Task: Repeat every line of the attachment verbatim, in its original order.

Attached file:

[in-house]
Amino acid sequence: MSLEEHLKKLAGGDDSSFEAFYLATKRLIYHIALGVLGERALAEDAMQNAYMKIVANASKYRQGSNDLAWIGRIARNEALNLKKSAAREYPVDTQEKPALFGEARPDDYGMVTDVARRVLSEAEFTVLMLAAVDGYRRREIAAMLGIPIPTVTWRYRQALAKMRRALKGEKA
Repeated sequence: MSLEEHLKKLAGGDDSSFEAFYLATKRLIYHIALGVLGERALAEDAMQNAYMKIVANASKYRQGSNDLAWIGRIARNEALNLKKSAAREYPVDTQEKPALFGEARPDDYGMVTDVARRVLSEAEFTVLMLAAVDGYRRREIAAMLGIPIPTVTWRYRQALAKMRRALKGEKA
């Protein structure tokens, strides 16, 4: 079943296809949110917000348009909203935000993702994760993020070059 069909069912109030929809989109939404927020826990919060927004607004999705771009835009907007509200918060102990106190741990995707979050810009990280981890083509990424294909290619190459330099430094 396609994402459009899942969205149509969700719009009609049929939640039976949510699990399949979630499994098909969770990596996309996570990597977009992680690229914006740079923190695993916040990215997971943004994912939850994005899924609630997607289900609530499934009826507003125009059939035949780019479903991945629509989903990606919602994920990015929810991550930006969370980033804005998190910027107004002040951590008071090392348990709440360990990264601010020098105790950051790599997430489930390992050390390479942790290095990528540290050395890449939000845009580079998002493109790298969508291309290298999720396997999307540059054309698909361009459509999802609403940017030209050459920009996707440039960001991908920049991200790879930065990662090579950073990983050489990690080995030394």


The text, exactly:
[in-house]
Amino acid sequence: MSLEEHLKKLAGGDDSSFEAFYLATKRLIYHIALGVLGERALAEDAMQNAYMKIVANASKYRQGSNDLAWIGRIARNEALNLKKSAAREYPVDTQEKPALFGEARPDDYGMVTDVARRVLSEAEFTVLMLAAVDGYRRREIAAMLGIPIPTVTWRYRQALAKMRRALKGEKA
Repeated sequence: MSLEEHLKKLAGGDDSSFEAFYLATKRLIYHIALGVLGERALAEDAMQNAYMKIVANASKYRQGSNDLAWIGRIARNEALNLKKSAAREYPVDTQEKPALFGEARPDDYGMVTDVARRVLSEAEFTVLMLAAVDGYRRREIAAMLGIPIPTVTWRYRQALAKMRRALKGEKA
């Protein structure tokens, strides 16, 4: 079943296809949110917000348009909203935000993702994760993020070059 069909069912109030929809989109939404927020826990919060927004607004999705771009835009907007509200918060102990106190741990995707979050810009990280981890083509990424294909290619190459330099430094 396609994402459009899942969205149509969700719009009609049929939640039976949510699990399949979630499994098909969770990596996309996570990597977009992680690229914006740079923190695993916040990215997971943004994912939850994005899924609630997607289900609530499934009826507003125009059939035949780019479903991945629509989903990606919602994920990015929810991550930006969370980033804005998190910027107004002040951590008071090392348990709440360990990264601010020098105790950051790599997430489930390992050390390479942790290095990528540290050395890449939000845009580079998002493109790298969508291309290298999720396997999307540059054309698909361009459509999802609403940017030209050459920009996707440039960001991908920049991200790879930065990662090579950073990983050489990690080995030394």